I should point out that there are better ways to get the feel of flying a paraglider, in your area. You can take a "tandem" flight at Torrey Pines most any day of the year. The cost is modest and it is intended to hook you and get you started on a formal, and quite expensive training program, which I strongly recommend. This is what Brad is currently involved in, I believe. They prepare you very well for all types of flying, whereas my interest is only at the beach. You can easily spend $7000 on a complete program, with nice fresh gear. On the other hand, I have friends that have about a G in all the gear and have never sprung for a lesson! Brad can give you much better information about a formal flight program, if you're interested. I strongly encourage anyone interested in flying to try paragliding. It is on the very leading edge of slow flight, and the equipment is beautiful and reliable. I've flown in everything from Cubs to Concorde, and nothing is better than a paraglider, for me.

Looking South to Monterey
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Old 10-20-2005, 11:22 AM
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Quote:
Originally posted by bradzdotcom

on stage during the ceremony the hero guy says: "I don't think i really deserve this medal. to tell ya the truth, between the two of us, i wasn't really sure who's chute hadn't opened, and i damn well wasn't gonna let go of him to find out."
.
HAHAHAHAHA OMFG!!! That's priceless!
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Old 10-20-2005, 12:15 PM
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I assume one gains altitude the same way as a hang glider, in a thermal? Or can you gain lift by altering the wing shape somehow?
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Old 10-20-2005, 12:27 PM
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Flatbutt,
Both HG and PG can rise in thermals, and that is the way one gains altitude in the mountains. Thermals are, by definition, unstable and usually rough air; not for the timid or the weak. One can gain thousands of feet and then exit the thermal and cruise cross-country, to another thermal or a destination. Flying at the beach is completely different. We rise on updraughts, caused by onshore winds hitting the dunes or cliffs. These updraghts allow one to launch, and remain aloft (SOARING). Onshore winds tend to come up in the early afternoon and remain steady until evening. During this time one can fly up and down the beach at will, out over the water a hundred yards, and gain altitude up to 1000' or so in the best conditions. A typical 15mph afternoon allow altitude gains of about 300'. It's pretty relaxed flying.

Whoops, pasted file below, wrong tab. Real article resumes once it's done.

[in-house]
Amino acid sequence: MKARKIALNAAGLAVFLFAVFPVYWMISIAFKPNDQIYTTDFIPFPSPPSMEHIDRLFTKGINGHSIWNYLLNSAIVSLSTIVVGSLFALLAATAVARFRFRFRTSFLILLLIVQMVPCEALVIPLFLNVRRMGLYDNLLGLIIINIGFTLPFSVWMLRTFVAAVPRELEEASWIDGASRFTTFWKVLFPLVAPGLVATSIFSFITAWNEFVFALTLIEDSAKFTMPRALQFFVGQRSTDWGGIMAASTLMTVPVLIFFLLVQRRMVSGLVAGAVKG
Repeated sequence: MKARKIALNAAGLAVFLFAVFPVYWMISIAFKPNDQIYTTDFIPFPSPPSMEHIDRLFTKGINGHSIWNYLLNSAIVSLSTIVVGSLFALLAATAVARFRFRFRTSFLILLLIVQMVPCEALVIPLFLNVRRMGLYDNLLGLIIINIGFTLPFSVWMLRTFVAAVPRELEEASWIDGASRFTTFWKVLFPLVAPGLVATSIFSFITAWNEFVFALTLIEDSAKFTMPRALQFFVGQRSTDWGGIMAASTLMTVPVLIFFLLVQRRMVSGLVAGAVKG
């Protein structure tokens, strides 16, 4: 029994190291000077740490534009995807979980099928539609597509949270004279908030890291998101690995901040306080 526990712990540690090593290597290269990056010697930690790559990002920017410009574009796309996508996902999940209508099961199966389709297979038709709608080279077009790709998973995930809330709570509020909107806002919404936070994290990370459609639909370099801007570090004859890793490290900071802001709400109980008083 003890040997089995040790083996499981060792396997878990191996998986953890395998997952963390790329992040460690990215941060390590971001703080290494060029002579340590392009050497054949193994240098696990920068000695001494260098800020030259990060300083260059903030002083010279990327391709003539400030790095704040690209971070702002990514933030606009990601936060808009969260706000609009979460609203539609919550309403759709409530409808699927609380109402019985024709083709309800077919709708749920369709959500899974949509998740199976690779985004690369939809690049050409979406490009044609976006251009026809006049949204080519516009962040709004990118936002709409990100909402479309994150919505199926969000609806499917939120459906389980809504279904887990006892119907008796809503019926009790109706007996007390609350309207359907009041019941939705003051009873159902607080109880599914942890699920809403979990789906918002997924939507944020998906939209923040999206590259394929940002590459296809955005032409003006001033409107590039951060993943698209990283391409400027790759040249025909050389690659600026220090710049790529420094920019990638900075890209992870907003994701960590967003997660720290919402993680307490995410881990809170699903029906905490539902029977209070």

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Old 10-20-2005, 12:49 PM
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and pack your lunch.
some of the guys launch and stay up there for hours.
they bring music, food, water...umm..other things...and enjoy an afternoon of buzzing up and down the coastline.

like jerry, i'm an updraft beach guy.
the boys who fly the canyon thermals can have 'em...i've already met plenty of rocks and can attest to their tenacity.
beginners wear much the same stuff: helmet, over-ankle boots and gloves.
you can entry-level into the sport really comfortably for about $3500, after which your only investment is patience, waiting for the right wind speed and direction.
these days, they're pretty good at predicting good/bad days, so you don't end up doing a lot of sitting around.

oh, and to keep the thread on track: i once flew past a harley guy. he had on a pudding helmet. he was wearing fingerless gloves.
i didn't wave.
neither did he.

...back to practicing my waving. mr. steve carlton is gonna snap hisself a perty piktur of me tomorrow so i need to polish up the technique. i'm a little weak on my thumb placement.
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'04 R1100s. I changed a couple o' things.
Old 10-20-2005, 01:21 PM
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Thumb? Has the traditional R1100s PPB finger wave/salute/sign/gesture changed to the thumb? (musta missed the internal memo on that one)
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Old 10-20-2005, 01:56 PM
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heavens no!
i have the index finger down pat.